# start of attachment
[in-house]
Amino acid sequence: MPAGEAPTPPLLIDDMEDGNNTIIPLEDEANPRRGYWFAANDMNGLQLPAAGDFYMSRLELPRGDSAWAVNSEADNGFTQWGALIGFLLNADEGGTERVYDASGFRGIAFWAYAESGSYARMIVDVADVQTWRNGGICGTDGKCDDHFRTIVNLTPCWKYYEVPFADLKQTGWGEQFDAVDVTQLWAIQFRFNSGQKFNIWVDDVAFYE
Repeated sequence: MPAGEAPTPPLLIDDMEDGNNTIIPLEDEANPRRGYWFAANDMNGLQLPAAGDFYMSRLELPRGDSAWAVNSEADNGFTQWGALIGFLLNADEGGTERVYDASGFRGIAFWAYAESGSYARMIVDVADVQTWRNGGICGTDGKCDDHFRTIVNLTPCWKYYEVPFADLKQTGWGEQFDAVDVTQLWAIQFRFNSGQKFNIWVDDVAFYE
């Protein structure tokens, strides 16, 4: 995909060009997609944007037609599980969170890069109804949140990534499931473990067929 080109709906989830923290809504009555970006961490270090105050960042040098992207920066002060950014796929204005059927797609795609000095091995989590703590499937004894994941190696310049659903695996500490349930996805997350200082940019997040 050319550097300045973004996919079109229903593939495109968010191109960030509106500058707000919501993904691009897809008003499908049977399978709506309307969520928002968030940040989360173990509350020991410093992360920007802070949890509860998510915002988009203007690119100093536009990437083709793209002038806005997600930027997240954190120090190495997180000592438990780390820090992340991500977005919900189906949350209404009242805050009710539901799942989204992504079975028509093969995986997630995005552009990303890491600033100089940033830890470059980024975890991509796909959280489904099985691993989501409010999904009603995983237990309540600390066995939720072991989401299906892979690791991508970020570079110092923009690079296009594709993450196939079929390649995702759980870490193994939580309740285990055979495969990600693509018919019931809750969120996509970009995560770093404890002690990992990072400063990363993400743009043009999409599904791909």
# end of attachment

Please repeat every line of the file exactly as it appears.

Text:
[in-house]
Amino acid sequence: MPAGEAPTPPLLIDDMEDGNNTIIPLEDEANPRRGYWFAANDMNGLQLPAAGDFYMSRLELPRGDSAWAVNSEADNGFTQWGALIGFLLNADEGGTERVYDASGFRGIAFWAYAESGSYARMIVDVADVQTWRNGGICGTDGKCDDHFRTIVNLTPCWKYYEVPFADLKQTGWGEQFDAVDVTQLWAIQFRFNSGQKFNIWVDDVAFYE
Repeated sequence: MPAGEAPTPPLLIDDMEDGNNTIIPLEDEANPRRGYWFAANDMNGLQLPAAGDFYMSRLELPRGDSAWAVNSEADNGFTQWGALIGFLLNADEGGTERVYDASGFRGIAFWAYAESGSYARMIVDVADVQTWRNGGICGTDGKCDDHFRTIVNLTPCWKYYEVPFADLKQTGWGEQFDAVDVTQLWAIQFRFNSGQKFNIWVDDVAFYE
């Protein structure tokens, strides 16, 4: 995909060009997609944007037609599980969170890069109804949140990534499931473990067929 080109709906989830923290809504009555970006961490270090105050960042040098992207920066002060950014796929204005059927797609795609000095091995989590703590499937004894994941190696310049659903695996500490349930996805997350200082940019997040 050319550097300045973004996919079109229903593939495109968010191109960030509106500058707000919501993904691009897809008003499908049977399978709506309307969520928002968030940040989360173990509350020991410093992360920007802070949890509860998510915002988009203007690119100093536009990437083709793209002038806005997600930027997240954190120090190495997180000592438990780390820090992340991500977005919900189906949350209404009242805050009710539901799942989204992504079975028509093969995986997630995005552009990303890491600033100089940033830890470059980024975890991509796909959280489904099985691993989501409010999904009603995983237990309540600390066995939720072991989401299906892979690791991508970020570079110092923009690079296009594709993450196939079929390649995702759980870490193994939580309740285990055979495969990600693509018919019931809750969120996509970009995560770093404890002690990992990072400063990363993400743009043009999409599904791909």